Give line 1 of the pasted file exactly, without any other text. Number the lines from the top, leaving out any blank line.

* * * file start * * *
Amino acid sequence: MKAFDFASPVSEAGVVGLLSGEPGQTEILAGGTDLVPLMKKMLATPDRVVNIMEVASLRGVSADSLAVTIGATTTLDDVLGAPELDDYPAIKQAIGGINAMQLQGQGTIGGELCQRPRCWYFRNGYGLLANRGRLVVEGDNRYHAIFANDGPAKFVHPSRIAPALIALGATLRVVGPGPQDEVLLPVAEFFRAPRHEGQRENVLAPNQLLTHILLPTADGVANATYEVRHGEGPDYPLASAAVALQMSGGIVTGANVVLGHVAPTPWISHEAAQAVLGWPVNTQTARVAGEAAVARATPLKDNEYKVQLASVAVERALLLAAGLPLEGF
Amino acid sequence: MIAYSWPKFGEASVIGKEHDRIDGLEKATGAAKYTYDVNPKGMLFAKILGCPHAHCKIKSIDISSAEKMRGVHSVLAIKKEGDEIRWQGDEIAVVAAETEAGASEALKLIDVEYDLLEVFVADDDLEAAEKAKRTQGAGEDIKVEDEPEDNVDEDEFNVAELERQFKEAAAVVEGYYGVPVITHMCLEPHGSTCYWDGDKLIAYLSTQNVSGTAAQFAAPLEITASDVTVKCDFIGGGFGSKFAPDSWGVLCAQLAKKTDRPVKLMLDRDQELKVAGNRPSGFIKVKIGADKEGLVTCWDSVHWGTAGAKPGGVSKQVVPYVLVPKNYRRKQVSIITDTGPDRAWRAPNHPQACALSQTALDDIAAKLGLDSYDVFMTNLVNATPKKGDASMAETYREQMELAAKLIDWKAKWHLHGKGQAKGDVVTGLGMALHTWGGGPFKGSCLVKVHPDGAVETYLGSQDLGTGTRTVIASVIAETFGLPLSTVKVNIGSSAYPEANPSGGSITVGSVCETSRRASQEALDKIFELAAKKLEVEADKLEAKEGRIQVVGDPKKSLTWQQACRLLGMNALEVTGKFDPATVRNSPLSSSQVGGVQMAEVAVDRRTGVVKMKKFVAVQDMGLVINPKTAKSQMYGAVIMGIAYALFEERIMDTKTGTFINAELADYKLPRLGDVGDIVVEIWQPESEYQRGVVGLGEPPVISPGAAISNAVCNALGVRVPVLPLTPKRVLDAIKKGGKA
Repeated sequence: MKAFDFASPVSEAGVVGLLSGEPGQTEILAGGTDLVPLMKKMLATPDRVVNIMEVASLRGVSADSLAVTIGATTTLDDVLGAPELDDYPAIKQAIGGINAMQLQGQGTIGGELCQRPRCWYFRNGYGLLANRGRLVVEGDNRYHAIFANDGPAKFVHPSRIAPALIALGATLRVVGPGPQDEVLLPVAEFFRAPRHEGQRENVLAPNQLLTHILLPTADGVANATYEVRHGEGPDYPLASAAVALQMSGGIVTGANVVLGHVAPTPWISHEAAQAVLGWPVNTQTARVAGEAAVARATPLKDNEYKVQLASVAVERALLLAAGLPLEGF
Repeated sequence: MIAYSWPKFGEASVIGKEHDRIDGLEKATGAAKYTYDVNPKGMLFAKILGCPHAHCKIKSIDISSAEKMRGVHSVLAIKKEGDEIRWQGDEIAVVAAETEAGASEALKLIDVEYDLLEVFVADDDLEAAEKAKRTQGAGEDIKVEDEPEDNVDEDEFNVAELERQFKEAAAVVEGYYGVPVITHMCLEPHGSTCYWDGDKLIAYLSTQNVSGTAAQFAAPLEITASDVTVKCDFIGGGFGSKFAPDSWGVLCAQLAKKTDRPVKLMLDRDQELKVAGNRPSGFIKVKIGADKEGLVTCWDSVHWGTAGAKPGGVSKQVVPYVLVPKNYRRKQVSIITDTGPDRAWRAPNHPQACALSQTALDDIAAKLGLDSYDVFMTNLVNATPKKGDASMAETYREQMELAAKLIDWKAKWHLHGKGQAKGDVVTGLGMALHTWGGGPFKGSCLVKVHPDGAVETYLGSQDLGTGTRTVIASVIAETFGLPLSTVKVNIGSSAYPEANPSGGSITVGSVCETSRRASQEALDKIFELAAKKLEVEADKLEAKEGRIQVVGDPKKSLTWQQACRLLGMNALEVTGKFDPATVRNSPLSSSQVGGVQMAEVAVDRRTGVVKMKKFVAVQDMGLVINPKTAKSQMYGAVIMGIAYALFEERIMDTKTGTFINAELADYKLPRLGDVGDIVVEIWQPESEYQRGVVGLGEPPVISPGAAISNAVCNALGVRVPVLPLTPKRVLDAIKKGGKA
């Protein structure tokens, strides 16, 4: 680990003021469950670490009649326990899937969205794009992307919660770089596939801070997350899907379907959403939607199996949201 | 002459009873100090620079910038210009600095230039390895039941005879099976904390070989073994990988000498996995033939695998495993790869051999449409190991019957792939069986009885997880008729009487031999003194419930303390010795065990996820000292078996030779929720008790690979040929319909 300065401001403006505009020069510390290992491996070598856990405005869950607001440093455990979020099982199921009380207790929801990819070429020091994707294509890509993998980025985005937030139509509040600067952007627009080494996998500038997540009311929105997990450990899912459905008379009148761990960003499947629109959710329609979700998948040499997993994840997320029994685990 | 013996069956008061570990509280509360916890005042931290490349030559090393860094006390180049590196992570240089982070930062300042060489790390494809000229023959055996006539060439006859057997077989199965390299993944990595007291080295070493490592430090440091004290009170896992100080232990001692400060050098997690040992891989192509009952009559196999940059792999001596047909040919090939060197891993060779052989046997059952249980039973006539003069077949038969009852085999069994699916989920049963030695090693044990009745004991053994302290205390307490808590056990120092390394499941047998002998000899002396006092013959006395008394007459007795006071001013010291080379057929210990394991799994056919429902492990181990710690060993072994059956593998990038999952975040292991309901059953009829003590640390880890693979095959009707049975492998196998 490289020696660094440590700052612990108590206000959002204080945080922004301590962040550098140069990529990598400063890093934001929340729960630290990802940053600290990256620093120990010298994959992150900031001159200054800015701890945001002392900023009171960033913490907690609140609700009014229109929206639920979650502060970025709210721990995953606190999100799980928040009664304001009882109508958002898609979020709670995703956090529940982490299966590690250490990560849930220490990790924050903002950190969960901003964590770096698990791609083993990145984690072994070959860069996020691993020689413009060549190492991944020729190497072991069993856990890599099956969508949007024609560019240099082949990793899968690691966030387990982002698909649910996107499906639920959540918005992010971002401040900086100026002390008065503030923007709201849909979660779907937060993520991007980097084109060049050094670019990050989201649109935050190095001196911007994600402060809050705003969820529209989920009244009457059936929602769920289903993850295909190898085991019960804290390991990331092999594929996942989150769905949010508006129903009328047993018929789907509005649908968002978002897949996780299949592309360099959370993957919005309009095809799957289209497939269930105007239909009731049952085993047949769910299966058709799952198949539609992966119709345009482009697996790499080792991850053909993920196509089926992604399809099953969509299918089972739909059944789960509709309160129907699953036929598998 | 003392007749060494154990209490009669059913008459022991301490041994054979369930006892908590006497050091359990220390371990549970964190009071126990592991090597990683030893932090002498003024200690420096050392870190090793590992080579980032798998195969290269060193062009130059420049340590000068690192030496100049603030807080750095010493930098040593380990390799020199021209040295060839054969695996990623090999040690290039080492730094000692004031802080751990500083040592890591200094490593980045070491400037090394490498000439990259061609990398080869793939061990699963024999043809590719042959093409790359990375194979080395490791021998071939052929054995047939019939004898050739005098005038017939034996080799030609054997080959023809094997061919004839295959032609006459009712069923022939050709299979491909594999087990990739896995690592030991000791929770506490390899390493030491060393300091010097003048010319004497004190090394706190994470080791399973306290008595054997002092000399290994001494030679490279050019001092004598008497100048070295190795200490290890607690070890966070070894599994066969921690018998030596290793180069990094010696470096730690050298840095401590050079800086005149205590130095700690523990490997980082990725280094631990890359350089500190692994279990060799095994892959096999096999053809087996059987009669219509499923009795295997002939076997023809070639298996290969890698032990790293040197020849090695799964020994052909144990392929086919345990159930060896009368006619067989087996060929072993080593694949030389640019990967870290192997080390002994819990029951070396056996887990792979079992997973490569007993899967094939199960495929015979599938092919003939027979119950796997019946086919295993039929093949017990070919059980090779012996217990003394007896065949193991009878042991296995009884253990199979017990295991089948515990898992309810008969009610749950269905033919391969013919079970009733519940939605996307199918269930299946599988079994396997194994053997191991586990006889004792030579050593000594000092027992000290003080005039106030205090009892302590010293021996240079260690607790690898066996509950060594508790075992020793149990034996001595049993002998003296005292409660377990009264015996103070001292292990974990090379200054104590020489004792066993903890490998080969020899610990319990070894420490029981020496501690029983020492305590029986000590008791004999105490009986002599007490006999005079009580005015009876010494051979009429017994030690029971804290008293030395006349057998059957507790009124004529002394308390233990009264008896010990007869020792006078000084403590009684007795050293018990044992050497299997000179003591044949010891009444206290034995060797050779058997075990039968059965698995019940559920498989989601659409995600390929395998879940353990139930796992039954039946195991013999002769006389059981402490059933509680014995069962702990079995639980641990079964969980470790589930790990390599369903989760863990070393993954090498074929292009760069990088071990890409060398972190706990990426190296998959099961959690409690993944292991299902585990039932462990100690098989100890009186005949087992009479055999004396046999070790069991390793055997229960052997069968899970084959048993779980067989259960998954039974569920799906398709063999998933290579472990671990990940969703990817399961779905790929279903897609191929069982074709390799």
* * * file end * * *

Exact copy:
Amino acid sequence: MKAFDFASPVSEAGVVGLLSGEPGQTEILAGGTDLVPLMKKMLATPDRVVNIMEVASLRGVSADSLAVTIGATTTLDDVLGAPELDDYPAIKQAIGGINAMQLQGQGTIGGELCQRPRCWYFRNGYGLLANRGRLVVEGDNRYHAIFANDGPAKFVHPSRIAPALIALGATLRVVGPGPQDEVLLPVAEFFRAPRHEGQRENVLAPNQLLTHILLPTADGVANATYEVRHGEGPDYPLASAAVALQMSGGIVTGANVVLGHVAPTPWISHEAAQAVLGWPVNTQTARVAGEAAVARATPLKDNEYKVQLASVAVERALLLAAGLPLEGF